As I was reading about Blue Monday yesterday I was mildly surprised to find out that it was made up in 2005 by a now defunct travel agency as a marketing ploy to sell more holidays. However, that notwithstanding, it can’t be denied that the end of January is not the happiest time of year.
Clinical studies reveal that chronic pain, as a stress state, often induces low mood. With 80% of adults experiencing lower back pain at some point in their lives, this is a very widespread problem.
Which came first?
Whether January or back pain causes low mood or vice versa, can be difficult to decern. Low mood can cause frequent and unexplained pain. Just as back or chronic pain can cause restlessness, stress and other emotions associated with low mood. The fact that it is the end of January simply serves to compound the problem. Regardless of where the pain comes from, it is important to learn how to take care of yourself and your back, in order to prevent back pain from occurring at all.
Rather than waste time debating the cause of the pain how about simply taking control and working to manage, reduce and cure your pain? Here are some ideas to get you started.
Enlisting exercise into your daily routine is absolutely crucial in maintaining a healthy lifestyle. If you are a gym-goer, make sure you consult a trainer to make sure you have proper form and aren’t overdoing it. Additionally, make sure you warm-up, cool-down and stretch after every session. Stretching allows for posture improvement, blood-flow and tension reduction — stretching the hamstrings and hip flexors, muscles that are attatched to the pelvis, can also help reduce back pain.
Exercise will also help to flood the brain and body with endorphins that will help to improve mood (see below for accessing the drug cabinate in your brain).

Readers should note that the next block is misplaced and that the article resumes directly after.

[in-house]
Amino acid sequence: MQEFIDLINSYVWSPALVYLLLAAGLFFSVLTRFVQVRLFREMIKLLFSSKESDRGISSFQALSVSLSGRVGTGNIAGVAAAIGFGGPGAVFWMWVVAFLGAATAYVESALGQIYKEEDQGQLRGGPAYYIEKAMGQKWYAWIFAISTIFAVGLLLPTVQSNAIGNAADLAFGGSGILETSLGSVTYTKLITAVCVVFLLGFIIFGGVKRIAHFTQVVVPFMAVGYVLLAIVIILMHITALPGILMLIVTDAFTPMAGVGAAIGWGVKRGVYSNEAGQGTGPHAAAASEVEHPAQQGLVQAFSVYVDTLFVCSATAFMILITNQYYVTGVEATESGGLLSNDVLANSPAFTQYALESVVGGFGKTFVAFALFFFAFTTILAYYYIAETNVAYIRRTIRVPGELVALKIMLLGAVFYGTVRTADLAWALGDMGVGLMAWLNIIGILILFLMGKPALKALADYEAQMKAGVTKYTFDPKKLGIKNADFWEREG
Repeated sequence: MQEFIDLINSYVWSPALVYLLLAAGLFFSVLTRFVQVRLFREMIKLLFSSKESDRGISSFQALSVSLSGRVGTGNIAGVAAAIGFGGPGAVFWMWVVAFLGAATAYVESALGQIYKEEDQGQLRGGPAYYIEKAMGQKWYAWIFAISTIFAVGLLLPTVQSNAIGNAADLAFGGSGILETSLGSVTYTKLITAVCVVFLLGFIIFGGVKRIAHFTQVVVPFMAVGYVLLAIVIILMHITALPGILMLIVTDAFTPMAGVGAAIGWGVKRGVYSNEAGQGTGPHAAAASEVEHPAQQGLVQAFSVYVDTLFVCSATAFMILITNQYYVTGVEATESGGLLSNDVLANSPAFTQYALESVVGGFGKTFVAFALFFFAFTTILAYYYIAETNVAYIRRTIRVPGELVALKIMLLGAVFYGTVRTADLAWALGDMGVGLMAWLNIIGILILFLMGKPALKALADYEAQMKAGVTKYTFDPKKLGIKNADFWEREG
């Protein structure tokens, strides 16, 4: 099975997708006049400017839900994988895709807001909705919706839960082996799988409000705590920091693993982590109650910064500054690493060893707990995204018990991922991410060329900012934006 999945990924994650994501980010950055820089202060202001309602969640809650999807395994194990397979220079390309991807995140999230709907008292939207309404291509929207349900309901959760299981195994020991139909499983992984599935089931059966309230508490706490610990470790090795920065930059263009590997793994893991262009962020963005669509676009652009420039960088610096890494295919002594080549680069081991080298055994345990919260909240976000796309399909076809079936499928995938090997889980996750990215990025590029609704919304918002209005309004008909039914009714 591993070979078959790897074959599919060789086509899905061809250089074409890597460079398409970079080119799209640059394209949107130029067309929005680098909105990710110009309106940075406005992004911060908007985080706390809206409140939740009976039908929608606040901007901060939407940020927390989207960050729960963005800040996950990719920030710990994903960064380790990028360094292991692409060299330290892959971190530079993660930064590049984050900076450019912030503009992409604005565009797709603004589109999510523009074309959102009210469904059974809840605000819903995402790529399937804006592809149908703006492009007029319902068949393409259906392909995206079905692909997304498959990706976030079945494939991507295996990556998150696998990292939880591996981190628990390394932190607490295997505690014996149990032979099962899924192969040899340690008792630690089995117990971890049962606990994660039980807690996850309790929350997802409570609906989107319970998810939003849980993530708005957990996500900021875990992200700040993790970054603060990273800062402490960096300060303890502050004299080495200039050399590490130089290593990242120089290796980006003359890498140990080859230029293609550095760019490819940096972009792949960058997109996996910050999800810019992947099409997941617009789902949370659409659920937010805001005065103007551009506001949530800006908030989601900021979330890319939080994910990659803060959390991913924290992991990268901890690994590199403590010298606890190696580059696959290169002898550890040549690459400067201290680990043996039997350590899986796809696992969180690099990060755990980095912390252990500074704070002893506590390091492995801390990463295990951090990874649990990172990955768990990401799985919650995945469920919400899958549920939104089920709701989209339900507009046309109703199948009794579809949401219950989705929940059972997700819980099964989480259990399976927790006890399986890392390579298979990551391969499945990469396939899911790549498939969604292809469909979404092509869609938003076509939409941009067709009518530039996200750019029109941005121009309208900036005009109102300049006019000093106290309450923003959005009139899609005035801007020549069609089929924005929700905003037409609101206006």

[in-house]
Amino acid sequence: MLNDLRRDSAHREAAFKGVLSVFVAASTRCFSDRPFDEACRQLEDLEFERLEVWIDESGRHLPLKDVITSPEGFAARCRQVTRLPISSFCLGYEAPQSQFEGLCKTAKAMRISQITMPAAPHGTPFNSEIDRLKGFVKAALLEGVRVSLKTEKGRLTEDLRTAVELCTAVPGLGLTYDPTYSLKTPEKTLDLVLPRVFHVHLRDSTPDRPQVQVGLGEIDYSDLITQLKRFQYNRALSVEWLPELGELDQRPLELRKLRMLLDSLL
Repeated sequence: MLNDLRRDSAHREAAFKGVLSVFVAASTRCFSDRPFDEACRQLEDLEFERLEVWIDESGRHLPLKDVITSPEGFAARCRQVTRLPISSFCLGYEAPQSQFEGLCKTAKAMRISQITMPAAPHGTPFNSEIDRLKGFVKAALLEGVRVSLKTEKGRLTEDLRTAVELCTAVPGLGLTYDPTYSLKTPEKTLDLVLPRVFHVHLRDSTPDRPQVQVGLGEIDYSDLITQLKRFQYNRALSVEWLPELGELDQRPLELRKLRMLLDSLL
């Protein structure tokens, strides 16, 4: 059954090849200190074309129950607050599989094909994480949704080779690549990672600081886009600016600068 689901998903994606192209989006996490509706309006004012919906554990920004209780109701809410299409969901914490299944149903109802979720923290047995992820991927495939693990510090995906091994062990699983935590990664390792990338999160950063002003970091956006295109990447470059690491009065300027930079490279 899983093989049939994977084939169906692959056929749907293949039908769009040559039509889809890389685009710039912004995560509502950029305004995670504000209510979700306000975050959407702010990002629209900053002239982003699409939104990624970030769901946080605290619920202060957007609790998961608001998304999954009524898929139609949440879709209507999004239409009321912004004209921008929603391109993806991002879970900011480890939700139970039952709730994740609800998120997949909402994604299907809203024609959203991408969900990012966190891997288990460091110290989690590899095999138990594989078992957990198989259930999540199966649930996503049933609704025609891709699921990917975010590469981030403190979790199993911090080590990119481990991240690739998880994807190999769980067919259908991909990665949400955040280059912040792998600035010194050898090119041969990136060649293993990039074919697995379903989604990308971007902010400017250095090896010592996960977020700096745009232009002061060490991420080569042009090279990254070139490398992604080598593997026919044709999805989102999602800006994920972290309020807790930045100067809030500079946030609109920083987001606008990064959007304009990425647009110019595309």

When people are busy, they can often forget to eat properly, putting deadlines and workloads first. However this can leave you with little energy and in a bad mood, as food is ultimately fuel for your mind and body. Healthy, whole foods are pertinent to long-lasting energy, maintaining a balanced mood and helping your body fight pain. Along with drinking more water, try adding more fruits and vegetables and reducing refined sugar to give your body the boost it needs.
Did you know that you have a free drug cabinate in your brain? It is possible for your own brain to produce powerful analgesics (even morphine!) but there is a nack to accessing it. You see your brain is constantly assessing your situation and making a judgement on if it is worth giving you pain. Bearing in mind that your brain will give you pain when it feels that you need to protect yourself. It will give you a lot of pain when it feels at risk.
So how do you access this drug cabinate? The easiest way is for you to make yourself feel safe and confident about your pain. You can do this through building a good support network, improving your understanding of what is going on in your body and setting achievable goals for exercise. Distractions from participating in enjoyable hobbies also help a lot. The aim is to reasure yourself that you are safe rather than dwelling on the risks.
To gain some understanding and reasurance it may be benefitial to seek the help of a professional such as a chiropractor. Chiropractors specialise in pain reduction, which can sequentially improve the overall health. Rather than using medicine, they use their hands to restore the structural integrity of the musculo-skeletal system. https://www.ncbi.nlm.nih.gov/pmc/articles/PMC5494581/